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Wednesday, April 11, 2012

Science Teacher Makes an Impact in Space

Teachers can make an impact in the classroom and even in the community, but have you ever met a teacher that made an impact in space?

Patricia Londono, a Science Teacher at Asa Low Intermediate School, was the driving force that brought the NASA Downlink “Teaching from Space” event to her campus and Mansfield ISD in January 2012.

The monumental event allowed students to have a live Q & A with the astronauts on the International Space Station, and until this year, there was only one event of its kind held in the DFW area.

When Londono’s first proposal to NASA was rejected in early 2010, she refused to take “no” for an answer.  She contacted NASA for input, tweaked the proposal and resubmitted it the following school year. Her persistence paid off, and in July of 2011, Londono received word that Asa Low Intermediate School had been awarded the downlink.

 “I remember when the first proposal was turned down, she immediately began working on improvements for the next draft,” said Principal Jason Short. “Instead of hanging her head, she chose to persevere, especially because she knew the program would be great for the kids.”

Upon receiving the green light from NASA, Londono pulled a team together and got the ball rolling on plans for the event. Over several weeks, Londono helped coordinate over 100 space-related lessons, projects, webcasts and a Space Night event that featured genuine moon rocks and a NASA space suit. The excitement surrounding the event spread districtwide when the Mansfield ISD School Board approved a resolution to ceremonially rename the campus “NASA Low Intermediate School” for the month of January.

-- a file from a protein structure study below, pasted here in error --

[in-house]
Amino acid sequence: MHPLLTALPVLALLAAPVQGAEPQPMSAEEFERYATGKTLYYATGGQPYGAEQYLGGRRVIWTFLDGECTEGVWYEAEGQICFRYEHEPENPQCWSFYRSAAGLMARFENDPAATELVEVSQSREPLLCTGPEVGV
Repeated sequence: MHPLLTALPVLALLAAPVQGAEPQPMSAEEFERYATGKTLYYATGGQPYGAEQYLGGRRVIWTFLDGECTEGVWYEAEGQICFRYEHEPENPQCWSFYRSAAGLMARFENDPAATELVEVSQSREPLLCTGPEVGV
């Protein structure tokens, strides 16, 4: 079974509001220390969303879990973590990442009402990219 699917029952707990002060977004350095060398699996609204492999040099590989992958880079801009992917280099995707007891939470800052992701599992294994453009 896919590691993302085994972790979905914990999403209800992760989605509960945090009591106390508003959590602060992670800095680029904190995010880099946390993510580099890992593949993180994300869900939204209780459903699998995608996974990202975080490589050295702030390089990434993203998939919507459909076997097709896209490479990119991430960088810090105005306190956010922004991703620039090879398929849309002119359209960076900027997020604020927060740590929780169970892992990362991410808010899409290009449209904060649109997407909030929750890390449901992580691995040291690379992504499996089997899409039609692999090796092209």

“I started getting feedback from other campuses and people out in the community and I began to see what kind of impact this program was making,” said Short.

After months of planning and anticipation, the event culminated on January 31, when Mission Commander Dan Burbank spoke the words, “We’ve got you loud and clear, welcome aboard the International Space Station,” upon establishing a connection through the satellite feed. 

“It really seemed surreal that day that it was actually occurring,” said Londono. “It had taken so long to get to that point and so much work and so many ups and downs. It was amazing to finally get there.”

The Q&A session was viewed live by thousands of MISD students and many others throughout the community. In event was covered by several local news stations, and was also highlighted on CNN.   

The experience was definitely a teaching dream come true for Londono, but after all is said and done, the students remain the driving force behind all of her hard work.

“They [the students] probably won’t remember my name but they’ll remember they got to talk to the astronauts and that’s what is important,” said Londono.

On behalf of the MISD Administration, congratulations to Patricia Londono, a very deserving winner of the Impact Award!

[Watch this video inside the MISD network on the Video Portal.]

The Impact Award was established to recognize individual staff members, departments, campuses or other employee groups that have promoted teamwork and unity by initiating a program or event that made a positive impact within Mansfield ISD and the community. Impact Award winners may be nominated by staff, students or community members.

Winners are selected each month throughout the school year. Staff members who receive The Impact Award are eligible for other district honors.

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